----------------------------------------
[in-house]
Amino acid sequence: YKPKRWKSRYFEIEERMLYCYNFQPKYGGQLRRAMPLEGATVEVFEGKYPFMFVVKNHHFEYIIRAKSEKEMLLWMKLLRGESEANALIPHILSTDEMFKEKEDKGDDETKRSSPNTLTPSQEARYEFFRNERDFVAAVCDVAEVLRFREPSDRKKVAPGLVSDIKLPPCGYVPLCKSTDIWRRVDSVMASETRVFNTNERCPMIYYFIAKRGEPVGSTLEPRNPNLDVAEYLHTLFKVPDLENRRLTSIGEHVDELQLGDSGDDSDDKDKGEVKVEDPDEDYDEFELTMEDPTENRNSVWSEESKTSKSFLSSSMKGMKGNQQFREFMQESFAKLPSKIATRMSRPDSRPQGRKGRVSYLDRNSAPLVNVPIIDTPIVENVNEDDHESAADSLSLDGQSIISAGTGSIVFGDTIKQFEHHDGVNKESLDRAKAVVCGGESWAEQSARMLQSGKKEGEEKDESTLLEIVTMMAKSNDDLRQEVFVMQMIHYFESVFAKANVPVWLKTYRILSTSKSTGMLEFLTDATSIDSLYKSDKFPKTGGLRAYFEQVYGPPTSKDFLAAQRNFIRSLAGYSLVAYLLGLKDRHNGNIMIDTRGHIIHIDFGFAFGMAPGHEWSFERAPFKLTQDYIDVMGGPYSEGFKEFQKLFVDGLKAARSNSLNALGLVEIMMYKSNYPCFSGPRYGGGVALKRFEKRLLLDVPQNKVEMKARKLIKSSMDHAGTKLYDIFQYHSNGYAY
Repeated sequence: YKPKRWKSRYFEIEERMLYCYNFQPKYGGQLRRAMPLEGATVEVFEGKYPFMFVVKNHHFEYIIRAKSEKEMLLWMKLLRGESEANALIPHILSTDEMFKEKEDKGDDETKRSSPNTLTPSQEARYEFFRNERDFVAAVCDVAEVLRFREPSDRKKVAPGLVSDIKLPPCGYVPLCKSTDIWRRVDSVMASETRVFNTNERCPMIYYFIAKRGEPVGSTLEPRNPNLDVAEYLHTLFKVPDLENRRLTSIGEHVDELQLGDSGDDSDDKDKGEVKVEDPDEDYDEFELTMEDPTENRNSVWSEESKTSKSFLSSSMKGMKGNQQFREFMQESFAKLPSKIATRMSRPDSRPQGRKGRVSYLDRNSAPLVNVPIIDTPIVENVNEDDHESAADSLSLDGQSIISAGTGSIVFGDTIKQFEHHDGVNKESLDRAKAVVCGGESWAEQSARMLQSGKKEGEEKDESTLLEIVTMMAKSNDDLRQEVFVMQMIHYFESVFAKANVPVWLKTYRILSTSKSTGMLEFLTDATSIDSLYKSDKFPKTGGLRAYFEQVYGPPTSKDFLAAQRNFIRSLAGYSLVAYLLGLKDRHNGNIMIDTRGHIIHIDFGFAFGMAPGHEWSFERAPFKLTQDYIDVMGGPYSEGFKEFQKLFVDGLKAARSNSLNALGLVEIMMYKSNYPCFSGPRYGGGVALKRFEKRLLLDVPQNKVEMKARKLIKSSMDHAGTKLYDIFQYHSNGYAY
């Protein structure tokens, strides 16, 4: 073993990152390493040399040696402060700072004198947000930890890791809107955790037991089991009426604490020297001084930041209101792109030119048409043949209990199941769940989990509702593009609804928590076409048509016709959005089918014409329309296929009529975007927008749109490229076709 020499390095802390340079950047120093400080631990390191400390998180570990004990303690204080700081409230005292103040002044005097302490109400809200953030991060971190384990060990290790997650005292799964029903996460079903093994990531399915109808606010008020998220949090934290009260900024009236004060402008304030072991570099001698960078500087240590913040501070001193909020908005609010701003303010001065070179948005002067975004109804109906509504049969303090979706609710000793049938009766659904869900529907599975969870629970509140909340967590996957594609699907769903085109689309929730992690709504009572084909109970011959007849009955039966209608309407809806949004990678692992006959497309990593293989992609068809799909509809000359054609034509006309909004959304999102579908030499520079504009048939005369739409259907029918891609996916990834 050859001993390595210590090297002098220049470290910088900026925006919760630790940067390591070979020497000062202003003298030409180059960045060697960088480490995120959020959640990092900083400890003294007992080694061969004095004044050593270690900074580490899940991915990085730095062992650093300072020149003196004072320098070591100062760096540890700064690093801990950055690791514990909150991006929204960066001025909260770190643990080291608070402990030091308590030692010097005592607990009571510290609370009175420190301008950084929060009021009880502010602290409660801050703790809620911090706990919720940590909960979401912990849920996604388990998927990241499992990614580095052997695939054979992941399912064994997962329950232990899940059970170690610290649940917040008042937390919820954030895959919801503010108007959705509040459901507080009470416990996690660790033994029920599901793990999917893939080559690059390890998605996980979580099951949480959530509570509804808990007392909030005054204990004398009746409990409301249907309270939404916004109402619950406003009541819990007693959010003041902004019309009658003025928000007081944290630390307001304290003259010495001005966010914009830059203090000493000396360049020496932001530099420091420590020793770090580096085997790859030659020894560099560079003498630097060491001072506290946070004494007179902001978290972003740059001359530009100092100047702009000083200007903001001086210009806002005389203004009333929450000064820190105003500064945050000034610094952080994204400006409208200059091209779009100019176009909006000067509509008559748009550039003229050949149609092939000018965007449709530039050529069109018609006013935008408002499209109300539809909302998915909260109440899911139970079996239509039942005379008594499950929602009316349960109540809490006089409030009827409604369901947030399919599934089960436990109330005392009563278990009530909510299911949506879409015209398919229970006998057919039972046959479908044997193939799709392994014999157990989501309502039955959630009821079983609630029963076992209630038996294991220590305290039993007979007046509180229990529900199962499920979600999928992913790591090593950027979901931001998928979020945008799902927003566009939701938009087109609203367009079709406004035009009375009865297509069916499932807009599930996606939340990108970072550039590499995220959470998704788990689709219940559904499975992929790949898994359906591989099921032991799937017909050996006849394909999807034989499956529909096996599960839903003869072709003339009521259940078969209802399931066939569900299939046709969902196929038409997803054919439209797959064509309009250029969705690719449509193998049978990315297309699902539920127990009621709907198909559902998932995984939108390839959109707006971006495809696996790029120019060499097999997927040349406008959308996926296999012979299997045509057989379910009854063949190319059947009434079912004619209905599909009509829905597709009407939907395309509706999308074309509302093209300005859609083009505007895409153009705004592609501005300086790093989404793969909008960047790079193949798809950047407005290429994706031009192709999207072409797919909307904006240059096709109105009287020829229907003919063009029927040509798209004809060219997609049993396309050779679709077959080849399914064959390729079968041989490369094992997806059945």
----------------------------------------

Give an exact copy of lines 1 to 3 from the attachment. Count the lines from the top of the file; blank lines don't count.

[in-house]
Amino acid sequence: YKPKRWKSRYFEIEERMLYCYNFQPKYGGQLRRAMPLEGATVEVFEGKYPFMFVVKNHHFEYIIRAKSEKEMLLWMKLLRGESEANALIPHILSTDEMFKEKEDKGDDETKRSSPNTLTPSQEARYEFFRNERDFVAAVCDVAEVLRFREPSDRKKVAPGLVSDIKLPPCGYVPLCKSTDIWRRVDSVMASETRVFNTNERCPMIYYFIAKRGEPVGSTLEPRNPNLDVAEYLHTLFKVPDLENRRLTSIGEHVDELQLGDSGDDSDDKDKGEVKVEDPDEDYDEFELTMEDPTENRNSVWSEESKTSKSFLSSSMKGMKGNQQFREFMQESFAKLPSKIATRMSRPDSRPQGRKGRVSYLDRNSAPLVNVPIIDTPIVENVNEDDHESAADSLSLDGQSIISAGTGSIVFGDTIKQFEHHDGVNKESLDRAKAVVCGGESWAEQSARMLQSGKKEGEEKDESTLLEIVTMMAKSNDDLRQEVFVMQMIHYFESVFAKANVPVWLKTYRILSTSKSTGMLEFLTDATSIDSLYKSDKFPKTGGLRAYFEQVYGPPTSKDFLAAQRNFIRSLAGYSLVAYLLGLKDRHNGNIMIDTRGHIIHIDFGFAFGMAPGHEWSFERAPFKLTQDYIDVMGGPYSEGFKEFQKLFVDGLKAARSNSLNALGLVEIMMYKSNYPCFSGPRYGGGVALKRFEKRLLLDVPQNKVEMKARKLIKSSMDHAGTKLYDIFQYHSNGYAY
Repeated sequence: YKPKRWKSRYFEIEERMLYCYNFQPKYGGQLRRAMPLEGATVEVFEGKYPFMFVVKNHHFEYIIRAKSEKEMLLWMKLLRGESEANALIPHILSTDEMFKEKEDKGDDETKRSSPNTLTPSQEARYEFFRNERDFVAAVCDVAEVLRFREPSDRKKVAPGLVSDIKLPPCGYVPLCKSTDIWRRVDSVMASETRVFNTNERCPMIYYFIAKRGEPVGSTLEPRNPNLDVAEYLHTLFKVPDLENRRLTSIGEHVDELQLGDSGDDSDDKDKGEVKVEDPDEDYDEFELTMEDPTENRNSVWSEESKTSKSFLSSSMKGMKGNQQFREFMQESFAKLPSKIATRMSRPDSRPQGRKGRVSYLDRNSAPLVNVPIIDTPIVENVNEDDHESAADSLSLDGQSIISAGTGSIVFGDTIKQFEHHDGVNKESLDRAKAVVCGGESWAEQSARMLQSGKKEGEEKDESTLLEIVTMMAKSNDDLRQEVFVMQMIHYFESVFAKANVPVWLKTYRILSTSKSTGMLEFLTDATSIDSLYKSDKFPKTGGLRAYFEQVYGPPTSKDFLAAQRNFIRSLAGYSLVAYLLGLKDRHNGNIMIDTRGHIIHIDFGFAFGMAPGHEWSFERAPFKLTQDYIDVMGGPYSEGFKEFQKLFVDGLKAARSNSLNALGLVEIMMYKSNYPCFSGPRYGGGVALKRFEKRLLLDVPQNKVEMKARKLIKSSMDHAGTKLYDIFQYHSNGYAY